Religion vs Science

The United States is not the only country struggling with whether fundamentalists should be able to prevent publication of scientific discussions, with whether religion is the enemy of science. The July 21 Science looks at Picking a Path Among the Fatwas (AAAS membership needed):

Scientists in Iran find themselves challenged by true believers; some are trying to negotiate a peaceful compromise.

On one hand, a prominent Iranian sociologist, Ramin Jahanbegloo, was arrested for “contacts with foreigners” on his way to a Belgian conference, and was held without legal counsel in a prison notorious for torture. [He was released August 30 after a videotaped confession. There are several sites with more information, such as this Canadian one and this one from his colleagues at the University of Toronto.]

How should evolution be presented? Teheran’s Museum of Natural History begins with several glass cases showing traditional scientific evidence, a diorama depicting traditional scientific understanding, and one last display case with a couple of citations from the Koran and a poster from the Creation Evidence Museum in Texas.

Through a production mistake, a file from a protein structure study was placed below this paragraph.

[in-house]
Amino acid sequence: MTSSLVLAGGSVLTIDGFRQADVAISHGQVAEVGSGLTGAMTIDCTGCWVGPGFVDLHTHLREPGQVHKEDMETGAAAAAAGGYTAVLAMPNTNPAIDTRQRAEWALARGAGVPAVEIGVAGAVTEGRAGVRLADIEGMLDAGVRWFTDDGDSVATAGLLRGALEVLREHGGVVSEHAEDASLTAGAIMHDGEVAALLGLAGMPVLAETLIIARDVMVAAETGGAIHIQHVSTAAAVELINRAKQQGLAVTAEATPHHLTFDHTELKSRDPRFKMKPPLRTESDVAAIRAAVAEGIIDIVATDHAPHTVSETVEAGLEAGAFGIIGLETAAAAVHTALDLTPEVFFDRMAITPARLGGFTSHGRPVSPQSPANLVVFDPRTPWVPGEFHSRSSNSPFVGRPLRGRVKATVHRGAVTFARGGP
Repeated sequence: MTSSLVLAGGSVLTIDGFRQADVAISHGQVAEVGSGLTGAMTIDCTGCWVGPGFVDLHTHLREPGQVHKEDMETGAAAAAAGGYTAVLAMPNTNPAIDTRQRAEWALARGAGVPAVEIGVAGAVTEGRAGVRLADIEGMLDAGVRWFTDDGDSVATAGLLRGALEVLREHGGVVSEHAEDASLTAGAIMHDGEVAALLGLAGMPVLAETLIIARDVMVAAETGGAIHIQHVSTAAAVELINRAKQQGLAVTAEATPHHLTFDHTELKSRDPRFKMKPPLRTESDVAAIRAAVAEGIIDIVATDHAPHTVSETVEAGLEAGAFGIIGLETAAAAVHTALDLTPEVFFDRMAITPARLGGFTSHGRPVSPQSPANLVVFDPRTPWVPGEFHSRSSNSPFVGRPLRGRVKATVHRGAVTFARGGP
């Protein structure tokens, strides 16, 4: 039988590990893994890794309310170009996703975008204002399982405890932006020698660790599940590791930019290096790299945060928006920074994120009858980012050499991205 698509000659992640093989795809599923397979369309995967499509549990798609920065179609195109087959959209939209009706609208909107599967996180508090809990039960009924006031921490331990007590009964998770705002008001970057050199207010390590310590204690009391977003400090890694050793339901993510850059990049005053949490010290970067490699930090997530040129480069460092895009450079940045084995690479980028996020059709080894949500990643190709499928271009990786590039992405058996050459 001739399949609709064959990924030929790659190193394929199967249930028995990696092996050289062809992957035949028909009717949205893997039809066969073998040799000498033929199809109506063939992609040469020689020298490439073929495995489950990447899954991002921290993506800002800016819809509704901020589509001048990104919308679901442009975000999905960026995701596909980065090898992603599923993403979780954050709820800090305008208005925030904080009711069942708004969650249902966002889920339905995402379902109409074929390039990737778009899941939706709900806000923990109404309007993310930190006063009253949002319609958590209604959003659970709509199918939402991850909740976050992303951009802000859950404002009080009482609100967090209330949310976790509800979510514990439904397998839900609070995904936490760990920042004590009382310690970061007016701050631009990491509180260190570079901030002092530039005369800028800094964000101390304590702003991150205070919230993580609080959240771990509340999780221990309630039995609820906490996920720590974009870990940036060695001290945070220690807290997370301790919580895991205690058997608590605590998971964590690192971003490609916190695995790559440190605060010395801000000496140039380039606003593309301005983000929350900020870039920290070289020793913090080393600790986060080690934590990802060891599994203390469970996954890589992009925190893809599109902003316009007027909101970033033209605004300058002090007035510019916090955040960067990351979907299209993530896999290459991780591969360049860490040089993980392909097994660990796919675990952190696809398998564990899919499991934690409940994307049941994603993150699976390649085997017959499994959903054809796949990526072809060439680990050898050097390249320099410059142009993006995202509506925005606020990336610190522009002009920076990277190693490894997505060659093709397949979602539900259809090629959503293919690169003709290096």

On the other hand,

Iran is investing heavily in science now, after decades of neglect (Science, 16 September 2005, p. 1802). Even the Iranian supreme leader Ayatollah Ali Khamenei has issued a fatwa, or edict, calling on researchers to secure Iran’s position as the “leader in science” in the Middle East over the next 20 years.

According to the chancellor of the Tehran University of Medical Sciences, Bagher Larijani, brother of Iran’s nuclear negotiator,

“[Religious constraints are] a problem,” he says. “We scientists must approach [the religious leaders] very quietly and humbly to explain ourselves.” Larijani, an endocrinologist and Iran’s chief medical and research ethicist, says that such dialogues have already encouraged Iran to embrace research tools banned in other Muslim countries, including human embryonic stem cells and transgenic plants and animals. To meet Iran’s 20-year science goal, he says, scientific and religious experts must come together to work out their differences. Or, as Shiva Khalili, a psychologist at the National Research Center of Medical Sciences in Tehran puts it, “science and Islam must be harmonized.”

So even though constraints and self-censorship are problems (though not all Irani scientists agree), Iran is working on science questions that the current United States government finds exception to. [To be fair, much of the current difficulties experienced by American scientists are expected to disappear by January 20, 2009, or earlier.]

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